House Judiciary chairman Jerrold Nadler said on NBC's "Meet the Press" Sunday that while President Trump may attempt to assert executive privilege in order to stop the Justice Department from releasing evidence from the Mueller investigation, the Supreme Court has established that executive privilege "cannot be used to hide wrongdoing."

CHUCK TODD: “All right. Well, that brings us to this ambiguous phrase, right? "Executive privilege." And I'm just curious. Who gets to decide — who gets to arbitrate this? Is this up to the attorney general?"
NADLER: “Well, no. The president must personally assert executive privilege. And I do not believe it exists here at all because, as we learned from the Nixon tapes case, executive privilege cannot hide — cannot be used to hide wrongdoing. And in that case, the Supreme Court nine to nothing ordered that all the claims of executive privilege be overridden and the tapes be public. So I don’t think that executive — I mean, the president may try to assert it, may try to hide things behind it. But I don't think that's right or [will] be successful.”

The big picture: Nadler appeared on a number of Sunday morning cable talk shows to preemptively discuss how Democrats would approach the release of the Mueller report. He called for the full report and the underlying evidence from the Mueller investigation to be released publicly, claiming that anything less could be considered a "cover-up."

  • Nadler said that if evidence was withheld, Democrats would subpoena Mueller and take the case all the way to the Supreme Court if necessary.
  • He also added that Mueller had a much more narrow mandate than Congress, and that the investigations of Trump won't necessarily end even if Mueller concludes there was no criminal conspiracy.

Go deeper

Updated 2 hours ago - Politics & Policy

Coronavirus dashboard

Illustration: Sarah Grillo/Axios

  1. Global: Total confirmed cases as of 9 p.m. ET: 18,187,396 — Total deaths: 691,352 — Total recoveries — 10,841,436Map.
  2. U.S.: Total confirmed cases as of 9 p.m. ET: 4,711,323 — Total deaths: 155,379 — Total recoveries: 1,513,446 — Total tests: 57,543,852Map.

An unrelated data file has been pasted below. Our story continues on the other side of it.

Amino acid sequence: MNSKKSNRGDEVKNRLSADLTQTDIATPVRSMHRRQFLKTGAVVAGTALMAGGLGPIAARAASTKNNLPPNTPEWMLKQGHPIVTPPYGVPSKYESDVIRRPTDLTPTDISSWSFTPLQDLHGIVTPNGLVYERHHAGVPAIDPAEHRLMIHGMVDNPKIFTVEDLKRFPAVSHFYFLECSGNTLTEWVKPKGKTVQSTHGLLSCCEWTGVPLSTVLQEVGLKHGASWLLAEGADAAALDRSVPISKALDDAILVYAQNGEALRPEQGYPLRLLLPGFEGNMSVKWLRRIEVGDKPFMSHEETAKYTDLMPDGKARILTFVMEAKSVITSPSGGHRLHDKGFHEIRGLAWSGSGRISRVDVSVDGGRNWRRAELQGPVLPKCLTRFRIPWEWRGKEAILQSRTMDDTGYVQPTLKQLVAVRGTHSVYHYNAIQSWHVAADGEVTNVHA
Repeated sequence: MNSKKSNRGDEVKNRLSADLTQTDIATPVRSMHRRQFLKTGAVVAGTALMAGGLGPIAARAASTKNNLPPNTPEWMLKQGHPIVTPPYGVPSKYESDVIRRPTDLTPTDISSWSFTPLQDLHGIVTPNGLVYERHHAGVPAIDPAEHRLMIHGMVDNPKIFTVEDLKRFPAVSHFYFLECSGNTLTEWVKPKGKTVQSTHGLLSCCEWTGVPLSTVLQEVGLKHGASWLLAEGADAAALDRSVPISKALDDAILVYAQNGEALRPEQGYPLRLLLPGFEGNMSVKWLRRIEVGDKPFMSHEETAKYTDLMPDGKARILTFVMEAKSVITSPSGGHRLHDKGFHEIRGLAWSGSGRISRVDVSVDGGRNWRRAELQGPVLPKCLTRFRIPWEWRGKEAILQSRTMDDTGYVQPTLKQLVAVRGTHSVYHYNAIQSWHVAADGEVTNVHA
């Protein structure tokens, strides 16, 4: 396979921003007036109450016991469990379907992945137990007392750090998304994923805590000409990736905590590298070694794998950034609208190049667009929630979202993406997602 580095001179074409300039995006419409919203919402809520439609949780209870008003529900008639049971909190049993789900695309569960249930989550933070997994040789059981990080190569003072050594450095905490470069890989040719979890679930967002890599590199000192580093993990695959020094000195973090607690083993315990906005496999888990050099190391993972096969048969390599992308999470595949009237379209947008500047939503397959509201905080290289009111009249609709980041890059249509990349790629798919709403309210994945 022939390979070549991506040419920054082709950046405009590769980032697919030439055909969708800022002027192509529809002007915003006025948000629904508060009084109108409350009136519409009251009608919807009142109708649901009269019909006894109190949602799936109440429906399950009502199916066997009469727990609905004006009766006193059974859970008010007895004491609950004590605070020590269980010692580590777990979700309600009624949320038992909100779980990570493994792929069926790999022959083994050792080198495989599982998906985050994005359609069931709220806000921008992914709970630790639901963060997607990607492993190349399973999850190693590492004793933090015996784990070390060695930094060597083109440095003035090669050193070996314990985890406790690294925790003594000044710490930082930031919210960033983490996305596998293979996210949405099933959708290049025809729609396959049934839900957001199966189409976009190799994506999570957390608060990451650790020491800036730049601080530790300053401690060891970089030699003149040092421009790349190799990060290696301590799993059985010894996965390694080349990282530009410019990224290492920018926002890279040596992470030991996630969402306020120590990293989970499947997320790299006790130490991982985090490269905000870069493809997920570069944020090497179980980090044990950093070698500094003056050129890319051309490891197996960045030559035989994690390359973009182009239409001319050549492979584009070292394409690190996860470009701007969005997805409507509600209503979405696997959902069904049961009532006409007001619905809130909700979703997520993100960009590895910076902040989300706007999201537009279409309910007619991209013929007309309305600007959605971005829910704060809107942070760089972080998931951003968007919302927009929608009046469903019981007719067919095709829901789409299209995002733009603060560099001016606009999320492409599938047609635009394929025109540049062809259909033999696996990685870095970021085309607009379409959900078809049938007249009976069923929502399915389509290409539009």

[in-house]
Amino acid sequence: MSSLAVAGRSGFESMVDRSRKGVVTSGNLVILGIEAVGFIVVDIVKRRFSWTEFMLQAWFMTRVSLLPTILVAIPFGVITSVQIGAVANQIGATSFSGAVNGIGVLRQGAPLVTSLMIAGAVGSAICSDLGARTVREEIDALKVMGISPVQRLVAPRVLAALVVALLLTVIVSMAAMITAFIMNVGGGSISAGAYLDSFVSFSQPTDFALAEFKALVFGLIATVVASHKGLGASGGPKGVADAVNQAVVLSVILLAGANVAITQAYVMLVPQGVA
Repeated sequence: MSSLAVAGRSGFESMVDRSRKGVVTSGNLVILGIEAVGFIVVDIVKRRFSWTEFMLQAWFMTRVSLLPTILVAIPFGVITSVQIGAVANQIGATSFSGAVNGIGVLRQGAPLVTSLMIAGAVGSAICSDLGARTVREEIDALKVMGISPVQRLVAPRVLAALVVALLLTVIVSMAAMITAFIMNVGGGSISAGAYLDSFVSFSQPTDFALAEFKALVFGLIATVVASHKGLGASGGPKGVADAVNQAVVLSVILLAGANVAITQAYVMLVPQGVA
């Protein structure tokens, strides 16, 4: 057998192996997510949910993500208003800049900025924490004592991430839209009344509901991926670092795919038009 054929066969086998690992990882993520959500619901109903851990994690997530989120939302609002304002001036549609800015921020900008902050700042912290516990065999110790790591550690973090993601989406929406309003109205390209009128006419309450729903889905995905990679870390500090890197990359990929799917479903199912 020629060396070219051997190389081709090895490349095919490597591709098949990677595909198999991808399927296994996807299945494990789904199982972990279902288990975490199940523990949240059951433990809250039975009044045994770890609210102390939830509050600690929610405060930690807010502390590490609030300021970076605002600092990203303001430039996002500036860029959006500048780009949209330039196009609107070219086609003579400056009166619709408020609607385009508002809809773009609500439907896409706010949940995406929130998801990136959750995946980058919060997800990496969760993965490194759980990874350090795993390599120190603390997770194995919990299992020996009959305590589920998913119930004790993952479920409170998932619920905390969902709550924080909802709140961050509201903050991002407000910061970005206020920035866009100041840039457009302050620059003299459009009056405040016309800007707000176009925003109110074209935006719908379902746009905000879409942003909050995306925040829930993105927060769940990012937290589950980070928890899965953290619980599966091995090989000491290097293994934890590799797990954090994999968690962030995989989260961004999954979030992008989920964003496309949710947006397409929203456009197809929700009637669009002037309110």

3. Politics: White House will require staff to undergo randomized coronavirus testing — Pelosi says Birx "enabled" Trump on misinformation.
  4. Sports: 13 members of St. Louis Cardinals test positive, prompting MLB to cancel Tigers series — Former FDA chief says MLB outbreaks should be warning sign for schools.
  5. 1 🎥 thing: "Tenet" may be the first major film to get a global pandemic release.

In photos: Thousands evacuated as Southern California fire grows

A plane makes a retardant drop on a ridge at the Apple Fire north of Banning in Riverside County, which "doubled in size" Saturday, per KTLA. Robert Gauthier / Los Angeles Times via Getty Images

A massive wildfire that prompted mandatory evacuations in Southern California over the weekend burned 26,450 acres and was 5% contained by Monday afternoon, the California Department of Forestry and Fire Protection said.

The big picture: As California remains an epicenter of the coronavirus pandemic in the U.S., some 15 separate fires are raging across the state. About 7,800 people were under evacuation orders from the Apple Fire, about 75 miles east of Los Angeles, as hundreds of firefighters battled the blaze. CalFire said Monday that a malfunction involving a "diesel-fueled vehicle emitting burning carbon from the exhaust system" started the Apple Fire.

Twitter faces FTC fine of up to $250 million over alleged privacy violations

Photo: Rafael Henrique/SOPA Images/LightRocket

The Federal Trade Commission has accused Twitter of using phone numbers and emails from its users to make targeted ads between 2013 and 2019, Twitter said in an SEC filing published Monday.

Why it matters: Twitter estimates that the FTC's draft complaint, which was sent a few days after its Q2 earnings report, could cost the company between $150 million and $250 million. The complaint is unrelated to the recent Twitter hack involving a bitcoin scam.